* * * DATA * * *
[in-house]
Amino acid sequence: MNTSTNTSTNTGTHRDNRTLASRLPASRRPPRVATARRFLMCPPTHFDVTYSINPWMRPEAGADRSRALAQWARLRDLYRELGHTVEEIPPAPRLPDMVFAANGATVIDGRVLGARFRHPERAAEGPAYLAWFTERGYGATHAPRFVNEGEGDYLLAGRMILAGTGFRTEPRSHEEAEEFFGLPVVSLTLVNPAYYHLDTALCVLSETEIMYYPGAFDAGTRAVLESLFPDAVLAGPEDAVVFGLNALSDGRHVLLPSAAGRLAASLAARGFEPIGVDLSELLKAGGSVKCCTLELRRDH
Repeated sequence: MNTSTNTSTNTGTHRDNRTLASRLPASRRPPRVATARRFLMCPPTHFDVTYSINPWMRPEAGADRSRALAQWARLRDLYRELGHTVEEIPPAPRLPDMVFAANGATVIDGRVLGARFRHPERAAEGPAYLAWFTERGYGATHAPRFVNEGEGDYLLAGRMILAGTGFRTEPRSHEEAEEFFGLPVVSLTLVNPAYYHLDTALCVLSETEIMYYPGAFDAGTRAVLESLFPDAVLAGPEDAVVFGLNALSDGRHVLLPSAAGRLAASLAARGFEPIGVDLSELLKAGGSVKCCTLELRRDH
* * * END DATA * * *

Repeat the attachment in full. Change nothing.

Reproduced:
[in-house]
Amino acid sequence: MNTSTNTSTNTGTHRDNRTLASRLPASRRPPRVATARRFLMCPPTHFDVTYSINPWMRPEAGADRSRALAQWARLRDLYRELGHTVEEIPPAPRLPDMVFAANGATVIDGRVLGARFRHPERAAEGPAYLAWFTERGYGATHAPRFVNEGEGDYLLAGRMILAGTGFRTEPRSHEEAEEFFGLPVVSLTLVNPAYYHLDTALCVLSETEIMYYPGAFDAGTRAVLESLFPDAVLAGPEDAVVFGLNALSDGRHVLLPSAAGRLAASLAARGFEPIGVDLSELLKAGGSVKCCTLELRRDH
Repeated sequence: MNTSTNTSTNTGTHRDNRTLASRLPASRRPPRVATARRFLMCPPTHFDVTYSINPWMRPEAGADRSRALAQWARLRDLYRELGHTVEEIPPAPRLPDMVFAANGATVIDGRVLGARFRHPERAAEGPAYLAWFTERGYGATHAPRFVNEGEGDYLLAGRMILAGTGFRTEPRSHEEAEEFFGLPVVSLTLVNPAYYHLDTALCVLSETEIMYYPGAFDAGTRAVLESLFPDAVLAGPEDAVVFGLNALSDGRHVLLPSAAGRLAASLAARGFEPIGVDLSELLKAGGSVKCCTLELRRDH